### Download the database DATABASE CENTENARI AND BIOCHIMICA

__urly.it/36kc__

Do the exercise copying the commands in a script

### Centenarians and Biochemistry Exercise

Perform the following exercises:

**Import the "Centenari and Biochimica" database**

Use the read.table function after saving the data in a tab-delimited text file (.txt). Indicate that the file has a header, and that the column separator is a tabulation with sep="\t"

**Note**: When importing data with a graphical interface, be careful about MISSING DATA. They MUST BE INDICATED in the import options menu dropdown for NA, specifying how the missing data are indicated (e.g., NA or empty cells).

`DATA <- read.table("DIRECTORY/DATI/CENTENARI_BIOCHIMICA.txt", header=TRUE, sep="\t", na.string="")`

**Note**: In this example, a DATA object containing the data is created. If you import the CENTENARI_BIOCHIMICA file using R's graphical interface, an object named CENTENARI_BIOCHIMICA will be created instead of DATA. Adjust the following commands accordingly or create a copy DATA that contains CENTENARI_DATI.

**Assign the correct variable types ("factor" and "numeric")**

First, check the variable types with:

`str(DATA`

Most variables are numeric or integer. The ones that need to be changed to factors are Gruppo, uo, pid, FUMO, INFARTO, INSUFF_RENE. This is important because R will handle them appropriately during analysis.

```
DATA$Gruppo <- as.factor(DATA$Gruppo)
DATA$uo <- as.factor(DATA$uo)
DATA$pid <- as.factor(DATA$pid)
DATA$FUMO <- as.factor(DATA$FUMO)
DATA$INFARTO <- as.factor(DATA$INFARTO)
DATA$INSUFF_RENE <- as.factor(DATA$INSUFF_RENE)
```

Check again to ensure everything is correct:

`str(DATA)`

**How many samples and variables are in the dataset?**

`dim(DATA)`

There are 461 samples and 33 variables.

**Are there any missing data?**

`any(is.na(DATA))`

**Remove samples with missing data and create a new dataset called “DATI”**

```
DATI <- na.omit(DATA)
dim(DATI
```

There are 382 subjects with complete data, meaning 79 subjects were removed (461-382).

**How many subjects are in each group?**

```
table(DATI$Gruppo)
#CENT: 79
CTRL: 85
FIGLI: 218
```

**How many subjects are in each operational unit (uo)?**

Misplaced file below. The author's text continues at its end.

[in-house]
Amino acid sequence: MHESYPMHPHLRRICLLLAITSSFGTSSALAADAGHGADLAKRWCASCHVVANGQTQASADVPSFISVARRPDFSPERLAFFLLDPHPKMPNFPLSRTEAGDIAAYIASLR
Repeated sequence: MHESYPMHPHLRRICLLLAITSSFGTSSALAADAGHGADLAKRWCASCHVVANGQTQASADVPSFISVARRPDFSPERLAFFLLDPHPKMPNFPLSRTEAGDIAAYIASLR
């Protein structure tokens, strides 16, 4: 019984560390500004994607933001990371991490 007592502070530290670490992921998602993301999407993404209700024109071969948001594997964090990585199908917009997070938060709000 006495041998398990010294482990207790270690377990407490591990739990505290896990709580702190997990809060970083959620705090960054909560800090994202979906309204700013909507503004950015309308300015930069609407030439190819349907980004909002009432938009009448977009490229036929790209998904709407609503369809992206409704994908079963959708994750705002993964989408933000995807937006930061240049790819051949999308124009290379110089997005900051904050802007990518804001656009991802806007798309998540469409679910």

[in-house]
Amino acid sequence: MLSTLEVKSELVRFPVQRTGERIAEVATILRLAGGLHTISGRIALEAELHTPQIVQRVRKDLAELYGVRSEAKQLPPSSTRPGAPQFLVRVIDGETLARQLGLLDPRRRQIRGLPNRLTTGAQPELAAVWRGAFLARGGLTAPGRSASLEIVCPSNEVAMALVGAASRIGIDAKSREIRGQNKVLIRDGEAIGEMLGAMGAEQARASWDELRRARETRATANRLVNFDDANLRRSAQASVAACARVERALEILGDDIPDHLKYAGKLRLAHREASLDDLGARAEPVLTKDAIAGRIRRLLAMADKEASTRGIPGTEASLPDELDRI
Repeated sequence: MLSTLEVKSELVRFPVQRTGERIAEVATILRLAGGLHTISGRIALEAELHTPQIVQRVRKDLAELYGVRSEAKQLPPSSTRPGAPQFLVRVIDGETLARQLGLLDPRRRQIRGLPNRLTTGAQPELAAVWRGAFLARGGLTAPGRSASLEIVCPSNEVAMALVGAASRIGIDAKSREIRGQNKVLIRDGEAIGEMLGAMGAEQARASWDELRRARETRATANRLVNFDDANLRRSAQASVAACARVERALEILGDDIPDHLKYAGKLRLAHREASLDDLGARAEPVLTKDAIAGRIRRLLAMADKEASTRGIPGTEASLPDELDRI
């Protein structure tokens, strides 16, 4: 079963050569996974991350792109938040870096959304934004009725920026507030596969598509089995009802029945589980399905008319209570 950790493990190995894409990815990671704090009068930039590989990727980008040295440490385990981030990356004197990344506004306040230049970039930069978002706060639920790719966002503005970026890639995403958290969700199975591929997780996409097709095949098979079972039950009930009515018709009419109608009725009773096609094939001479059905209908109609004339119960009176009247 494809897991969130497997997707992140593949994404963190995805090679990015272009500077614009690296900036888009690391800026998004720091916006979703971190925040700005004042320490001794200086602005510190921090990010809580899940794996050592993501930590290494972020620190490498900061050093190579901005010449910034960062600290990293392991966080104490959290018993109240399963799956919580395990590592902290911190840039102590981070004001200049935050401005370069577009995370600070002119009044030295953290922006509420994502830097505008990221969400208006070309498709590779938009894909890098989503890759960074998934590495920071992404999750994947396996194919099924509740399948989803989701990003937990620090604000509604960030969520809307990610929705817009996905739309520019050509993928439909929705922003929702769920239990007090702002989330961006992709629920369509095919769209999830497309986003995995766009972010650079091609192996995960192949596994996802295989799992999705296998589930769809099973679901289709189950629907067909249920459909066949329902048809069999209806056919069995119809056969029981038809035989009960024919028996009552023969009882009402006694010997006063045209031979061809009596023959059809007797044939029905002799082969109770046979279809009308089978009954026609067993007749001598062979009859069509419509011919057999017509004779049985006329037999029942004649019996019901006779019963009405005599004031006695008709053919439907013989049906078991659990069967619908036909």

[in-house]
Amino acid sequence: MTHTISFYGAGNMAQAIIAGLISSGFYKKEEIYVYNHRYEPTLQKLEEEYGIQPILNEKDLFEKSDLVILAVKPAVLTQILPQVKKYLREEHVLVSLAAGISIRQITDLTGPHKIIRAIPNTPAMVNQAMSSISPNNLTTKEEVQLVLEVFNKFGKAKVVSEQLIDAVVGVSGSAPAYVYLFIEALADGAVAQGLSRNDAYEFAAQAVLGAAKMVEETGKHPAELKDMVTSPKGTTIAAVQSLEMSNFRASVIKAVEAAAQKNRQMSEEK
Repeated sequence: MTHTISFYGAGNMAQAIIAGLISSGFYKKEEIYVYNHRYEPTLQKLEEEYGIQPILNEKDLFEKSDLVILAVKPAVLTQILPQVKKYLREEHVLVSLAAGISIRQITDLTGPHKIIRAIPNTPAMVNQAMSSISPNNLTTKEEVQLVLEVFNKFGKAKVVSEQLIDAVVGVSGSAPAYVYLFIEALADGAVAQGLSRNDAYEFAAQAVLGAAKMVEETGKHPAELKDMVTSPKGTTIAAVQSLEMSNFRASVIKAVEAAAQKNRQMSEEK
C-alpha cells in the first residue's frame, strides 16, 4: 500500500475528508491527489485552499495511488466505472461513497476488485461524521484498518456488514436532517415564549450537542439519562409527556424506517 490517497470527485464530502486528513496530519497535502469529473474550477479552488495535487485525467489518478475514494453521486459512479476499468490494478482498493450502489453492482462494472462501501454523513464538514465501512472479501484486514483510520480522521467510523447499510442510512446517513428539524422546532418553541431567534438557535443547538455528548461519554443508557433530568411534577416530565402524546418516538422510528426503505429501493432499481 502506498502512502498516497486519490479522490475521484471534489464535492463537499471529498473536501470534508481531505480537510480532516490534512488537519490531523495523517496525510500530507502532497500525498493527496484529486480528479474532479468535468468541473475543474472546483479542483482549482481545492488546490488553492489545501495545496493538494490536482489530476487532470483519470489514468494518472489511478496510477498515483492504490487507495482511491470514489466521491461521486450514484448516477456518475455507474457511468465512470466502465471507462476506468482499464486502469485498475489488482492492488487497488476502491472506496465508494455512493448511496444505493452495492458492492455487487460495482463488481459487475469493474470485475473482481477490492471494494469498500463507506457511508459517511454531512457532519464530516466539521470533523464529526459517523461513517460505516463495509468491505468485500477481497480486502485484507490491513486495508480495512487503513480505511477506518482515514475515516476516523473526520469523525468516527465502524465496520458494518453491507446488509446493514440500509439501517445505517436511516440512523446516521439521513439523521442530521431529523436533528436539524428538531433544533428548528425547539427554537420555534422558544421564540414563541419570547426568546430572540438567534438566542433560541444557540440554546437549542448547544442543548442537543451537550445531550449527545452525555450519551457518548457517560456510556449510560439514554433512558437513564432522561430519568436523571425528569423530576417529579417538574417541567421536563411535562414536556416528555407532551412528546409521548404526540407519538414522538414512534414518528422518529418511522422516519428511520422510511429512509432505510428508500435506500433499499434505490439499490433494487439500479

`table(DATI$uo)`

**How many centenarians were recruited from operational unit 3?**

`table(DATI$Gruppo, DATI$uo)`

What is the mean age of all subjects? And in the control group? And in the figli group?

```
mean(DATI$AGE)
# the mean age for each subject group is found by using the funciotn tapply() where i insert the variable in question, the categorical bariacle which indicates the categories and then the function i want to apply, in this case the mean
tapply(DATI$AGE, DATI$Gruppo, mean)
```

**Highlight the relationship between urea and creatinine with the most suitable graph**

`plot(DATI$UREA, DATI$CREATININA)`

**Show the distribution of the variable triglycerides with a graph**

You can use a density plot, histogram, or boxplot.

`plot(density(DATI$TRIGLICERIDI))`

**Create a graph comparing the median values of COL_TOT between groups (CENT, CTRL, FIGLI)**

`boxplot(DATI$COL_TOT ~ DATI$Gruppo)`

**Create a graph showing the fractions (percentages) of subjects belonging to each group**

```
pie(table(DATI$Gruppo))
#If you want to indicate percentages:
percentuali <- round(table(DATI$Gruppo) / sum(table(DATI$Gruppo)) * 100)
#if i want to add indications i create a vector containing the indications i want it to be
DATI$Gruppo + percentuali, i unite them with paste()
labels <- paste(DATI$Gruppo, percentuali)
#at this point i redo the grph pie but i add labels
pie(table(DATI$Gruppo), labels=labels)
```

**Indicate the minimum and maximum values of the variable glucose**

`summary(DATI$GLICEMIA)`

**Indicate for which biochemical parameters the median values are lower in the centenarian group compared to the control group**

```
CENTENARI <- subset(DATI, DATI$Gruppo == "CENT")
CONTROLLI <- subset(DATI, DATI$Gruppo == "CTRL")
summary(CONTROLLI)
summary(CENTENARI)
```

It would then be sufficient to compare the two data tables to understand where the median values of one group are higher than the other.

However, let's see if we can automate this process.

The result of summary is an output of this type: a table where, if the variable is numeric, the mean, median, etc., are calculated.

The median is always in the third row.

I can save the results of the summaries in R objects and then extract the third rows from these tables for both created objects. SUMMCENT[3,] indicates that from the summary result of the centenarians, I am taking only the third rows and all columns. This is achieved using square brackets. Specifically, to select the third row of the entire table (which contains the median), I use [3,]. The fact that there is nothing after the comma indicates "take all columns."

This way, I obtain two vectors that contain all the medians of the centenarians and all the medians of the controls. At this point, I just need to check where one vector is smaller than the other.

```
SUMMCENT <- summary(CENTENARI)
SUMMCONTROL <- summary(CONTROLLI)
#i ask where in the result summary of the centenari the median (position 3) is minor in the centenari then in the controls
SUMMCENT[3, ] < SUMMCONTROL[3, ]
```

This will provide a comparison indicating where the median values of the centenarians are lower than those of the control group.